Deerhoof plays The Waiting Room with Blank Spell and Thick Paint Thursday, August 4th. Tickets available via The Waiting Room’s website.
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New Bib record “POP” out in October
Omaha punk metal freaks Bib announced their second E.P. will drop October 7 on Deranged Records. The Bib boys are keeping it palindromic and naming the new 7 inch POP.
Opening with what sounds like a rattling sewer chain crushing glass, and a signature growl by vocalist Nathan Ma, POP continues the band’s anxious, dissonant crisis. The 5-song record showcases washed out vocals and hook-filled riffs played at ultra light speed. Good crank, as the band would say.
Bib also announced a two-week West Coast tour in support of the record set for early September, although the venues are yet to be announced. Dates as listed below.
9/6 Ft Worth
9/8 – off –
9/11 San Francisco
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Kait Berreckman announces Midwest tour, album release date
Omaha folk-rocker Kait Berreckman announced a week long tour in support of her upcoming album Battle Scenes. It will be the songwriter’s first tour with her supporting band: Jon Ochsner on bass, drummer Morgan Karabel, Sam Burt on guitar, and pianist Joe LaChance.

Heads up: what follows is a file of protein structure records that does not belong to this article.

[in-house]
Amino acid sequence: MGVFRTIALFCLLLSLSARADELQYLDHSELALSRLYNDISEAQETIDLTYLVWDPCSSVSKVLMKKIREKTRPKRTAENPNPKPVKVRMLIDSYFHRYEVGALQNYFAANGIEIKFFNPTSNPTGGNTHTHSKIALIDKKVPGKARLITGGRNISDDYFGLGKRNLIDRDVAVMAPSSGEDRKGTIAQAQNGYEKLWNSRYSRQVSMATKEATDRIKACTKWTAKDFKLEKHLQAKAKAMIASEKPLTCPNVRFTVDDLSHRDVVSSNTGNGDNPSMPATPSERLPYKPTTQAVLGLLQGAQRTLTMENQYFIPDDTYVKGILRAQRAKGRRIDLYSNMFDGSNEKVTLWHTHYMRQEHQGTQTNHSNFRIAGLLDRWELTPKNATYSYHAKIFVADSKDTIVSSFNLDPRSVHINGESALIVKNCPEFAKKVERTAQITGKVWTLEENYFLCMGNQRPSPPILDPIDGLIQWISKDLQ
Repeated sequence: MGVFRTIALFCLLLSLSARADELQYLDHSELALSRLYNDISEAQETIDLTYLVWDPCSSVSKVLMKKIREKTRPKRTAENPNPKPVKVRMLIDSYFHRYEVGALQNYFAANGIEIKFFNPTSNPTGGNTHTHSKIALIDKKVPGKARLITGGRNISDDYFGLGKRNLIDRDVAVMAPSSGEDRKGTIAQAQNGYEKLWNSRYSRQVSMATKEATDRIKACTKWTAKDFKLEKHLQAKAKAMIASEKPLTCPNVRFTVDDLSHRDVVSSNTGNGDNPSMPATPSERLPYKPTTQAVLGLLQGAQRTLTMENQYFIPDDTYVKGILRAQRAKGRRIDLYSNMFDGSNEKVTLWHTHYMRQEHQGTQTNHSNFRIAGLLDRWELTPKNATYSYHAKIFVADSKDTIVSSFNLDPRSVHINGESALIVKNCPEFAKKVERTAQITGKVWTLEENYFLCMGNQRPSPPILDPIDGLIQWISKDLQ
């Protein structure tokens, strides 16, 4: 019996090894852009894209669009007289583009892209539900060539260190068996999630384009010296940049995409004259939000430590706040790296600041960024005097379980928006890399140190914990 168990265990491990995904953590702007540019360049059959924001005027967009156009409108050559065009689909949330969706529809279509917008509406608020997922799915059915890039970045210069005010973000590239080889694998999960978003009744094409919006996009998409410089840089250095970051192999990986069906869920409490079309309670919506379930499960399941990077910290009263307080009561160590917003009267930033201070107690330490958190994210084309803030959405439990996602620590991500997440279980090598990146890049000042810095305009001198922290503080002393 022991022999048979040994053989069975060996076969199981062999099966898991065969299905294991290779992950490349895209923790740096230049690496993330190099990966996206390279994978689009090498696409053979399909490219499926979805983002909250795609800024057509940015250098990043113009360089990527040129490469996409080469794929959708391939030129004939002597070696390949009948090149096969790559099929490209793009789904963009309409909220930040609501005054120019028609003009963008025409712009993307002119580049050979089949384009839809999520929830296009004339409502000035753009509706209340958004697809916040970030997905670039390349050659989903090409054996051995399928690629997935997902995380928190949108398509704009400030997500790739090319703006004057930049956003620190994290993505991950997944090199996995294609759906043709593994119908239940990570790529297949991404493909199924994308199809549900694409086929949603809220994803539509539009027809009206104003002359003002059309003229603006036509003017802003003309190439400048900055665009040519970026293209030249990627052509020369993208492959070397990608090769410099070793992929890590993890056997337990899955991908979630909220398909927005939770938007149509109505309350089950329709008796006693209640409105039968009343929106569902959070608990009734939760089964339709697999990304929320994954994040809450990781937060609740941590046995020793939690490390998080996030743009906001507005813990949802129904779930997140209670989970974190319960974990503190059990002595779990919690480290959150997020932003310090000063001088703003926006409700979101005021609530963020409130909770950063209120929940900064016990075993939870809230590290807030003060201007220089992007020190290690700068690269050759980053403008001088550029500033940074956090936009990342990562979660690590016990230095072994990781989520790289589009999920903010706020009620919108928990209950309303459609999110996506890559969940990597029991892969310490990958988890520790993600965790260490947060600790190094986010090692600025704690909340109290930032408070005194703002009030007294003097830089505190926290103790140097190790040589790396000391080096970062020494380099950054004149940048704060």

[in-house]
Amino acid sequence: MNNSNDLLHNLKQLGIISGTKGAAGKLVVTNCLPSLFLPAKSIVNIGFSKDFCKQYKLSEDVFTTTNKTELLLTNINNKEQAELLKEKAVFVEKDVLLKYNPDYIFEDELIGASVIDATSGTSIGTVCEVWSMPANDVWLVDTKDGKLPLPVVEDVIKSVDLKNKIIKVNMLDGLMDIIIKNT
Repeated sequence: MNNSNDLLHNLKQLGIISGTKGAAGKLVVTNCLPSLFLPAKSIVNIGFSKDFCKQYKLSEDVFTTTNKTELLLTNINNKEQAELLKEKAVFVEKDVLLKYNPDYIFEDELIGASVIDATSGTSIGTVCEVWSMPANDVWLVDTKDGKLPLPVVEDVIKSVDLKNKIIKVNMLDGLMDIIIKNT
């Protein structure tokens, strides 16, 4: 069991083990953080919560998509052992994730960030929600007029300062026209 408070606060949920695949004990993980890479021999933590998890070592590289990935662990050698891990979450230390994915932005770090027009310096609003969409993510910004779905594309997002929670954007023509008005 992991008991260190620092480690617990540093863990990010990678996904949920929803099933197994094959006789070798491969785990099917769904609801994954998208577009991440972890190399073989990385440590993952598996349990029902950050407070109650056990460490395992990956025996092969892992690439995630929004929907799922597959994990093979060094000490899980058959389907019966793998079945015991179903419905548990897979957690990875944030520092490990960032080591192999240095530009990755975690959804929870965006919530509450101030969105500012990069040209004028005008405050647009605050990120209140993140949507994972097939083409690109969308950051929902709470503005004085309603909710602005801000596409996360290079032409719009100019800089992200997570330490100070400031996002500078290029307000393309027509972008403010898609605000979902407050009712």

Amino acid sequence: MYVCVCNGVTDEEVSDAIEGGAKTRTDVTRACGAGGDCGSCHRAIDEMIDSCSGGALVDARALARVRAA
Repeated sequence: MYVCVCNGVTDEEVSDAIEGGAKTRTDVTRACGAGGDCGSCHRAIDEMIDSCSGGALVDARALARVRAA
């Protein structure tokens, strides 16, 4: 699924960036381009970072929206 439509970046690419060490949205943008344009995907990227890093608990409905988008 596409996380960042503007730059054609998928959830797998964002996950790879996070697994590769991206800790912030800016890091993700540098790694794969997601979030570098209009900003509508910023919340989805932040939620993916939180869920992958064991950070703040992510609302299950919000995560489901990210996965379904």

Battle Scenes will be Berreckman’s second full-length, and she says this time around it’s a rockier ride. The album drops August 24, and will be available on transparent orange vinyl as a limited edition perk. You can pre-order here.
Dates as listed below.
8/24 – O’leaver’s – Omaha, NE – w/ Soul Tree, Tara Vaughan
8/25 – Duffy’s – Lincoln, NE – w/ All Young Girls Are Machine Guns, The Morbs
8/26 – Gas Lamp – Des Moines, IA – w/ The Rumours, FREAKABOUT
8/27 – Lonnski’s – Grinnell, IA – w/ Pink Neighbor
8/28 – Cafe Berlin – Columbia, MO – w/ TBA
8/31 – ROZZ-TOX – Rock Island, IL – w/ TBA
9/2 – BFFFF (Benson First Friday Femme Fest) – Omaha, NE – w/ (too many badasses to count)
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The group’s name is a concatenation of the members’ names “E” and “PMD” or an acronym for “Erick and Parrish Making Dollars”, referencing its members, emcees Erick Sermon (“E” aka E Double) and Parrish Smith (“PMD” aka Parrish Mic Doc).